Several British hospitals were hit by cyber attacks on Friday, the country's health service said, forcing some to divert ambulances to other clinics and urge people not to try to contact their doctors.
Sixteen individual organisations within the health service, some of them responsible for several hospitals each, had reported coming under attack, a spokesman for the National Health Service said.
"A number of NHS organisations have reported to NHS Digital that they have been affected by a ransomware attack," NHS Digital said in a statement.
It was not clear if the disruption was linked to cyber attacks also reported Friday on several major Spanish companies including telecom giant Telefonica.
The Spanish energy ministry said it had "confirmation of various cyber attacks targeting Spanish companies", adding that the attackers used ransomware which blocks access to files until a ransom is paid.
Britain's National Cyber Security Centre is assisting the investigation into the UK incidents, apparently caused by a piece of malware called Wanna Decryptor, it said.
"At this stage we do not have any evidence that patient data has been accessed," the NHS Digital statement said.
"This attack was not specifically targeted at the NHS and is affecting organisations from across a range of sectors," it added.
Several individual health service trusts in England reported severe problems with their computer systems and instructed patients to avoid their hospitals except in emergencies.
A spokesman for Barts Health NHS Trust in London said it was experiencing "major IT disruption" and delays at all four of its hospitals.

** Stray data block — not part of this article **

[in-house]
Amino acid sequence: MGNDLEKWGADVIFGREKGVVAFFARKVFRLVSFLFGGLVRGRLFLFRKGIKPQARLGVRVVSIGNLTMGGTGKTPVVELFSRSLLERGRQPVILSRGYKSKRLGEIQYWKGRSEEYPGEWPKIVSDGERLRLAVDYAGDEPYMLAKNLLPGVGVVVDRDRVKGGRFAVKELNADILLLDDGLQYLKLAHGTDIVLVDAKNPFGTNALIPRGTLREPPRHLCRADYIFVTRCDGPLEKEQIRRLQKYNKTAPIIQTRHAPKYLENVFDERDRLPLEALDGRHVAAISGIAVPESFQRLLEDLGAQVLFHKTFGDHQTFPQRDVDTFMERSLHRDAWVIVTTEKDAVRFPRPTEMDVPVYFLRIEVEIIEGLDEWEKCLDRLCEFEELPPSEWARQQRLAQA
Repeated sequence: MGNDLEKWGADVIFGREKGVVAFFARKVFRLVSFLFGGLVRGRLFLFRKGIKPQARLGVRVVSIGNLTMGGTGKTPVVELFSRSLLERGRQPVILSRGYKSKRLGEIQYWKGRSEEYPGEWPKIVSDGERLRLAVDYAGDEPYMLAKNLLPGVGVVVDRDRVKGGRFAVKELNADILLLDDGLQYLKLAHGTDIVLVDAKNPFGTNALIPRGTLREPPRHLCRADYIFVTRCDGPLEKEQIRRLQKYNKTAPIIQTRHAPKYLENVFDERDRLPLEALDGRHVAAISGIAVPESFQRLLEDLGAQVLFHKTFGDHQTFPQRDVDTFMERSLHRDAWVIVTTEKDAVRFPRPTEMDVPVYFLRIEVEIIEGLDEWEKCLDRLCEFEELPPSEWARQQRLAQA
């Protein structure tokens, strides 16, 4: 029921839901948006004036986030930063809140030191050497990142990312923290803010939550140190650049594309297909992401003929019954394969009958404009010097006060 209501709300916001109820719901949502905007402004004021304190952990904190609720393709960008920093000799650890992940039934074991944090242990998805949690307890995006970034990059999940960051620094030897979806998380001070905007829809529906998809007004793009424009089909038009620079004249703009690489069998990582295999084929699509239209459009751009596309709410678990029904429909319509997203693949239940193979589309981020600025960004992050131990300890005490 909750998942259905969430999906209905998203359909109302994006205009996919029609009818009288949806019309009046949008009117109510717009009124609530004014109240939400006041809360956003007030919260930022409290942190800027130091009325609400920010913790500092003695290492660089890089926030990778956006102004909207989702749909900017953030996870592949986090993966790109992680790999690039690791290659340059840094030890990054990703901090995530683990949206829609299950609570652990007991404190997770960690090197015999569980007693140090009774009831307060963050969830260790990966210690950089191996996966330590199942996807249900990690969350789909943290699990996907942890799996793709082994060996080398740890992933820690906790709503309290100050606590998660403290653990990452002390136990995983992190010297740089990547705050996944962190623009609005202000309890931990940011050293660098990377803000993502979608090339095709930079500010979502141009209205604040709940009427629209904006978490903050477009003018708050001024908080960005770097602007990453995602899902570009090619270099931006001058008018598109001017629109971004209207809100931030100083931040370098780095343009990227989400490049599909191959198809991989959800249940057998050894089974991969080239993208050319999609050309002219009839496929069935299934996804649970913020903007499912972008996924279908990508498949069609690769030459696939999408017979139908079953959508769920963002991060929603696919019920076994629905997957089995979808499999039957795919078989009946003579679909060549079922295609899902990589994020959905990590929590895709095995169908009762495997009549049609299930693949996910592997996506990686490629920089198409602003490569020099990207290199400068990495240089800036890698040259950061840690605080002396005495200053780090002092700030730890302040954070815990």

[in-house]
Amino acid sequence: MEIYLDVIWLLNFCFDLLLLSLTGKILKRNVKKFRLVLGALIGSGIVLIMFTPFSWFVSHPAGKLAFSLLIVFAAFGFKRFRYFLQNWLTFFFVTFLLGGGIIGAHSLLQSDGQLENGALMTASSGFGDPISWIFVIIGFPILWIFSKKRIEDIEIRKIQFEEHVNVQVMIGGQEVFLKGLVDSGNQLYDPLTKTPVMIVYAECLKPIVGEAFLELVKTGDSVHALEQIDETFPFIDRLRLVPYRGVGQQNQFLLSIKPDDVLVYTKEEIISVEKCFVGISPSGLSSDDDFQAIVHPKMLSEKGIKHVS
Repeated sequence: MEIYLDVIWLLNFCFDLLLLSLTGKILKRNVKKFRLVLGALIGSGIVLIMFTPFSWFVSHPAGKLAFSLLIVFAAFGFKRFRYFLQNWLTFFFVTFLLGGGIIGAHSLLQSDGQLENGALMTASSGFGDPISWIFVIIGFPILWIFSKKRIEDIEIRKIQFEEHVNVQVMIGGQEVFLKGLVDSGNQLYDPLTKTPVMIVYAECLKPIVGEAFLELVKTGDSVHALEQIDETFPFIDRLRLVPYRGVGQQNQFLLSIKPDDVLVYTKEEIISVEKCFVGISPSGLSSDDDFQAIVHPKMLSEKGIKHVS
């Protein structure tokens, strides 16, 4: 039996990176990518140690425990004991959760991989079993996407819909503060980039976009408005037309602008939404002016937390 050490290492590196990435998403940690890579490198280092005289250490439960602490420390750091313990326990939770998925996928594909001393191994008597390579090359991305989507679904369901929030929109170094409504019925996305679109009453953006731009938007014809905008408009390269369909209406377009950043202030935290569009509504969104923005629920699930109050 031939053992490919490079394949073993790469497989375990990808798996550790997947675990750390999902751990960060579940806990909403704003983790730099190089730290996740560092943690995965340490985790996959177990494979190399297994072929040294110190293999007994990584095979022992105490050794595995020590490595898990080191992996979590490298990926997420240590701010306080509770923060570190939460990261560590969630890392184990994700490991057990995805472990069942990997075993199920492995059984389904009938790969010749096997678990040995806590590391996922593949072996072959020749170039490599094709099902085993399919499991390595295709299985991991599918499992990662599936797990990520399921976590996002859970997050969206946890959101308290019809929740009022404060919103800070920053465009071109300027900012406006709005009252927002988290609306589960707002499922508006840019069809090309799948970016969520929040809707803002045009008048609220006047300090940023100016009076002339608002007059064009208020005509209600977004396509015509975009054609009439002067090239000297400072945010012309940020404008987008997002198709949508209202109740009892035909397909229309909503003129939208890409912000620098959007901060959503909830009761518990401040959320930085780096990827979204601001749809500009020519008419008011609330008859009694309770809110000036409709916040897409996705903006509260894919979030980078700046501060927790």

"We have activated our major incident plan to make sure we can maintain the safety and welfare of patients," the spokesman said.
"We are very sorry that we have to cancel routine appointments, and would ask members of the public to use other NHS services wherever possible.
"Ambulances are being diverted to neighbouring hospitals."
Two employees at St Bartholomew's Hospital in London, which is part of Barts Health, told AFP that all the computers in the hospital had been turned off.
"We have been told that we need to shut down all the computers and even our Wi-Fi on our phones. No computers are currently working," they said, speaking on condition of anonymity as they were not authorised to speak to press.
Derbyshire Community Health Services in central England said on Twitter: "We are aware of a major IT secure system attack. All IT systems have been temporarily shut down".
Blackpool Hospitals NHS Trust in northwest England, which includes six hospitals, said: "Please don't attend A&E unless it's an emergency" and "Please avoid contacting your GP practice unless absolutely necessary".
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